Early in 2014, I wrote a magazine article about the 1,300 residents of Eastport, Maine, with the title “The Little Town That Might.” The theme was that this tiny settlement, on the farthest extreme of Down East Maine just one mile across a strait from Canada’s famous Campobello Island, was trying in every conceivable way to invent a viable economic and cultural future for itself.
It had invested heavily in its very deep-water port (because of the Maine fjords, it is the deepest on the U.S. Atlantic coast) to handle shipments to customers around the world. It was making itself into an arts and tourism center, including whale-watching and other eco-tourism activities along its spectacular coast.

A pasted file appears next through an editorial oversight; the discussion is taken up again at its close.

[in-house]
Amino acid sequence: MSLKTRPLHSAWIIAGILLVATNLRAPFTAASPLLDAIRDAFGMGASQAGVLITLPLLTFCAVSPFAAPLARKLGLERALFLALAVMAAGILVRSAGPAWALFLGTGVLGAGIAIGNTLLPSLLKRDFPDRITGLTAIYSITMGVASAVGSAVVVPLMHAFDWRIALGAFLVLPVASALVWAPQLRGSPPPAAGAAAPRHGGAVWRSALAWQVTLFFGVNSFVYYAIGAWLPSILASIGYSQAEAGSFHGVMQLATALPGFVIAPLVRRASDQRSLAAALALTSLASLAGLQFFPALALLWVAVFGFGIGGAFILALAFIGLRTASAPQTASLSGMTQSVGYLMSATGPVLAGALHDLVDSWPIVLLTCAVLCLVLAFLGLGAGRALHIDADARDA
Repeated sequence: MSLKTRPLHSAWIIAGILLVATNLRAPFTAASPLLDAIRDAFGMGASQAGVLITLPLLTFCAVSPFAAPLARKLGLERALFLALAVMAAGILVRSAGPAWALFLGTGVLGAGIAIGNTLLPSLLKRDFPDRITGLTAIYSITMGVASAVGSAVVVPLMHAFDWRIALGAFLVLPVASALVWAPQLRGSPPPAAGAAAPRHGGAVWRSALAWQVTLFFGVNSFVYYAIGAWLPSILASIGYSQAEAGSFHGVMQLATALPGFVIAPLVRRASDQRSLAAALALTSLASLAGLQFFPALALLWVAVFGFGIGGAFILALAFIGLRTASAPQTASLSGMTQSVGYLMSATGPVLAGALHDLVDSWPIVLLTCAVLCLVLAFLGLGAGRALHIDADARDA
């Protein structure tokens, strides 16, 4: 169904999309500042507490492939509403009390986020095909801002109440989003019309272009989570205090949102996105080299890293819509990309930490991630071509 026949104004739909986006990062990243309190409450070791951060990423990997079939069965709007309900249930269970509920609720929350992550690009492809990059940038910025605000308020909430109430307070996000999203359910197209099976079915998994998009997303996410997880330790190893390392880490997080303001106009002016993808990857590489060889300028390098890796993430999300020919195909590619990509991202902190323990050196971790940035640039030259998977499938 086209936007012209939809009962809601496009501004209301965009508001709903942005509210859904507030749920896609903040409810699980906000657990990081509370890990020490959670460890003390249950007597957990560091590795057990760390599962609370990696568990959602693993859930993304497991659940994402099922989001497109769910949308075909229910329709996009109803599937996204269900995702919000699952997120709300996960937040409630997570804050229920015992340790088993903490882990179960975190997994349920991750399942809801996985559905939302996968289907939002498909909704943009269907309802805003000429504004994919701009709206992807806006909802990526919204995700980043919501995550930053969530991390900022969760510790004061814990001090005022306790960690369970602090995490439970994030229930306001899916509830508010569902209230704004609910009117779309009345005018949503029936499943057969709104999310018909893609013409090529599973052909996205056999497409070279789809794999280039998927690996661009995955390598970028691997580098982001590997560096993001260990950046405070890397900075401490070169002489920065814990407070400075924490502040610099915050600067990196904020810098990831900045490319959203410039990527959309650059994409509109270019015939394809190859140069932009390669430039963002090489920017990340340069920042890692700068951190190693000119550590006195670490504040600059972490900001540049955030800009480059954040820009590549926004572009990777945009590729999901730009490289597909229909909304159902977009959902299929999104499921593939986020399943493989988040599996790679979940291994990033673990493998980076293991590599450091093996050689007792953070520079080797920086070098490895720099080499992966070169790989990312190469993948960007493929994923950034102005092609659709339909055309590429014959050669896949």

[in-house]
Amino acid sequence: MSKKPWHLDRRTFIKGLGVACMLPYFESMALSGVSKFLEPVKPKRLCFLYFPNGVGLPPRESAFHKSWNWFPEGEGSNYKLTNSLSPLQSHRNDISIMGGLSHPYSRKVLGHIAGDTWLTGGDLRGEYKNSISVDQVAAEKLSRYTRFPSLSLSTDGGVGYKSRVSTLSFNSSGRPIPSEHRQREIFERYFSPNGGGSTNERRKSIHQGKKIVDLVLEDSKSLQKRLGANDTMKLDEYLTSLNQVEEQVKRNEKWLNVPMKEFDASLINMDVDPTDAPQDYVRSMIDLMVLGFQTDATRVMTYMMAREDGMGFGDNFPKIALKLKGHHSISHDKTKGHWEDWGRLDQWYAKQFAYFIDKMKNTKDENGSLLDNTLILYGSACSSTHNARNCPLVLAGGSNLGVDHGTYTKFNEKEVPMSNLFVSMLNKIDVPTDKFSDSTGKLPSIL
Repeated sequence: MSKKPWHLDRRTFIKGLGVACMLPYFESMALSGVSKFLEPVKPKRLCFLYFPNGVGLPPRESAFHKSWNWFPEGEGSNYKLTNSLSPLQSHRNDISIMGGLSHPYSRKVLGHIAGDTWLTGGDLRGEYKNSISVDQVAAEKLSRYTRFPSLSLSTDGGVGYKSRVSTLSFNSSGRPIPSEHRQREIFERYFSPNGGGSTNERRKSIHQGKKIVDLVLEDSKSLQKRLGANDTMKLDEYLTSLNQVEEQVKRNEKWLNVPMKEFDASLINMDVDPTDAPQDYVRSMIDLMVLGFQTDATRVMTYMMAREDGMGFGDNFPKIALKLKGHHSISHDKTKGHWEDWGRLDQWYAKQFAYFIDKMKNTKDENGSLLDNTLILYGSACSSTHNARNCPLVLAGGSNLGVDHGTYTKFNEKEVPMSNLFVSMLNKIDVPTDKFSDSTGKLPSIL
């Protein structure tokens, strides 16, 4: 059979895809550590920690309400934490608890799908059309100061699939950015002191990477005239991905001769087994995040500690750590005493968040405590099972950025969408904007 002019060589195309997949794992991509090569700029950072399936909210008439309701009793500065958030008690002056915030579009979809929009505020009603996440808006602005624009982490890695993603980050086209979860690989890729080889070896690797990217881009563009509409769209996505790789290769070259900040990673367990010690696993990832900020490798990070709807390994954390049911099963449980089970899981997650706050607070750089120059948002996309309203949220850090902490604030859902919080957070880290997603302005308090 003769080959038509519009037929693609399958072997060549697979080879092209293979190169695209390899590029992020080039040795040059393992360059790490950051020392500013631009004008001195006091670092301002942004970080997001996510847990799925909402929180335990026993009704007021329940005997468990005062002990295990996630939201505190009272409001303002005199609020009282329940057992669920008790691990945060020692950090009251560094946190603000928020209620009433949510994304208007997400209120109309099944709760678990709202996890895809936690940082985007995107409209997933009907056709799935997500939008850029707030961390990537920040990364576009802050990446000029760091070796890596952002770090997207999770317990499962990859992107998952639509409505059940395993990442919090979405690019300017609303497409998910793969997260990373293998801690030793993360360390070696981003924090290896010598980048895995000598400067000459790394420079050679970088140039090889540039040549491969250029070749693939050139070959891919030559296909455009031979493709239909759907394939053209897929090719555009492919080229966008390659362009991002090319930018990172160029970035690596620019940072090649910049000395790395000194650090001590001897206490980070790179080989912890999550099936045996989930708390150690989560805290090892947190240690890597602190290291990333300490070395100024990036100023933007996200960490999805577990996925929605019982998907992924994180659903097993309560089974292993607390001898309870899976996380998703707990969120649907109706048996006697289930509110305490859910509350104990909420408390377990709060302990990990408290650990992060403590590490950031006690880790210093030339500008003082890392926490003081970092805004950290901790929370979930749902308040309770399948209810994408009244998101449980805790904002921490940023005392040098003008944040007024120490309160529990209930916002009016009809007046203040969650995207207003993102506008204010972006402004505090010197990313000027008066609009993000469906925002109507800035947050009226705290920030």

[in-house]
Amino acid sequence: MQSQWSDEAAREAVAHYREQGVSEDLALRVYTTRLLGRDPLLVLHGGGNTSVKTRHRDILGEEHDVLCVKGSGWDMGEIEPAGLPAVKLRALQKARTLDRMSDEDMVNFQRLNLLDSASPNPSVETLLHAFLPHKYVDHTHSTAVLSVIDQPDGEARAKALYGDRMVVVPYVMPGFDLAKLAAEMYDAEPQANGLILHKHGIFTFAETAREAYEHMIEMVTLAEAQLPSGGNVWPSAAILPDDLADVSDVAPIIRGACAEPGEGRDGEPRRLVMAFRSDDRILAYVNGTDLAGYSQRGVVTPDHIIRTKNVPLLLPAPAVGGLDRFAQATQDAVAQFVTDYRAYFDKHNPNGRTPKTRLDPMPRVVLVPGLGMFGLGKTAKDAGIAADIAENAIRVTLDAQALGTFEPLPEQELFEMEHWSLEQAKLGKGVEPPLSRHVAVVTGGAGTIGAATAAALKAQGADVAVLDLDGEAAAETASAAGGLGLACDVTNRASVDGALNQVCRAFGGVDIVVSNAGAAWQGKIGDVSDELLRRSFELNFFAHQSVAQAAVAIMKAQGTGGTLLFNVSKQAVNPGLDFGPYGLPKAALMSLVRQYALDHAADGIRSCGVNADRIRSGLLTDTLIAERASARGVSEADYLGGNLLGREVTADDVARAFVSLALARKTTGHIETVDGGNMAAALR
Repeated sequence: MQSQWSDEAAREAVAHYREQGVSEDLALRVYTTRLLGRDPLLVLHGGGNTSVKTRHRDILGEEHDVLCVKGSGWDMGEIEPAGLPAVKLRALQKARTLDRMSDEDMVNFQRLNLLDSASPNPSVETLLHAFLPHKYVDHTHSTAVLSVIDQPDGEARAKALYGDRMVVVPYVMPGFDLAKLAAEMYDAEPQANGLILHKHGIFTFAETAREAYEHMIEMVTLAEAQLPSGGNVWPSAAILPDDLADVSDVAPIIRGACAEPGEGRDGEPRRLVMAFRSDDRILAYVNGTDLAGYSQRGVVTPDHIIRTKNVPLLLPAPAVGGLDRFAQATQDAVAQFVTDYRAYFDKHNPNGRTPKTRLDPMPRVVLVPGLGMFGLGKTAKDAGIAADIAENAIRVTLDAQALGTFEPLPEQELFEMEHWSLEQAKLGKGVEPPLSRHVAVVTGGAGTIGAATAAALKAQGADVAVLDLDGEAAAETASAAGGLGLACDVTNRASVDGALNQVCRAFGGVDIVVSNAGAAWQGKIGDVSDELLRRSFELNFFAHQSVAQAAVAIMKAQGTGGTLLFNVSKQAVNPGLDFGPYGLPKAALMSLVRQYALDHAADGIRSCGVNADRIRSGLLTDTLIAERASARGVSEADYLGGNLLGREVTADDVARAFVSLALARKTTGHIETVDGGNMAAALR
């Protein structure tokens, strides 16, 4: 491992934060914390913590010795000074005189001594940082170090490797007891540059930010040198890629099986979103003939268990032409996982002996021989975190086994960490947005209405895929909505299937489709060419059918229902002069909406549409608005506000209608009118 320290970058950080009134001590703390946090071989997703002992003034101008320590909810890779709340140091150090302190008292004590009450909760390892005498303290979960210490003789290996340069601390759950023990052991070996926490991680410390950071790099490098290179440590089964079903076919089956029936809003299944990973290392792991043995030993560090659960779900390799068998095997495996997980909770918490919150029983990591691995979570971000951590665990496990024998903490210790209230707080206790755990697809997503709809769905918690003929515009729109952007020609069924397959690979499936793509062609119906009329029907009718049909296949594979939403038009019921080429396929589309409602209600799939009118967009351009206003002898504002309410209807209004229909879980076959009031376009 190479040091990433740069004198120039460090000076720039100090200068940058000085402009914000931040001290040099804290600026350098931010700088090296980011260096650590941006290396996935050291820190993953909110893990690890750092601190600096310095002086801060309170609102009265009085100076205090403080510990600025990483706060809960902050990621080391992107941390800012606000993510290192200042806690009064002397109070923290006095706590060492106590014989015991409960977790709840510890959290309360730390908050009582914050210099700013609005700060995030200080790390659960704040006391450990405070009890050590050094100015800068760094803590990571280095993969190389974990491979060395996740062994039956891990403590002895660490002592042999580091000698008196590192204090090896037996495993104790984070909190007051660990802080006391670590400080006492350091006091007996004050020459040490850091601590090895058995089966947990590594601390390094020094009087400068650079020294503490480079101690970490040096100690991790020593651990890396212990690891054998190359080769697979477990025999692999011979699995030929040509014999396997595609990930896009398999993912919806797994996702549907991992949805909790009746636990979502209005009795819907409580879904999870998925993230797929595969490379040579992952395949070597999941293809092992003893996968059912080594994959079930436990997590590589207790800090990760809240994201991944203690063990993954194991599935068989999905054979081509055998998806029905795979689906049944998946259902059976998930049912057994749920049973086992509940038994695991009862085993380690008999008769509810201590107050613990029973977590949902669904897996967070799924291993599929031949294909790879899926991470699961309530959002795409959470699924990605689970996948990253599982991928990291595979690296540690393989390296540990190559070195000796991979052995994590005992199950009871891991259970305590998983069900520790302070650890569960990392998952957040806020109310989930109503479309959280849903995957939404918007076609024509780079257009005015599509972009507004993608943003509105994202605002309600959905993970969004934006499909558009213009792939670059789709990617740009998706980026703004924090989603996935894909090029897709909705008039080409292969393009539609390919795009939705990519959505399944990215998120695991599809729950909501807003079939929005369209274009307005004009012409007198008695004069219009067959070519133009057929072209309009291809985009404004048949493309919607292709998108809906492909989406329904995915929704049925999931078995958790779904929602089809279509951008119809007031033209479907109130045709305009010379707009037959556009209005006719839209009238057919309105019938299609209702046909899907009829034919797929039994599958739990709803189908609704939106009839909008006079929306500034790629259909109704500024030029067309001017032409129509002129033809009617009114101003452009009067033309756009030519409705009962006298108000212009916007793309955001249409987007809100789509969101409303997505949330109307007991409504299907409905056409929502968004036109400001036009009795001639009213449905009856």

It was becoming a major salmon-farming locale, in addition to its lobster and scallop industries. An indefatigable group of local citizens pursued plans to redevelop beautiful-but-tattered buildings downtown. And on through a list that you can read about in that article and a number of accompanying posts.
There was one more element in the portfolio of Eastport ambitions: a plan to generate electricity from the powerful currents of its Passamaquoddy and Cobscook Bays, which feed into the adjoining and famously tidal Bay of Fundy.
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This article was originally published on The Atlantic.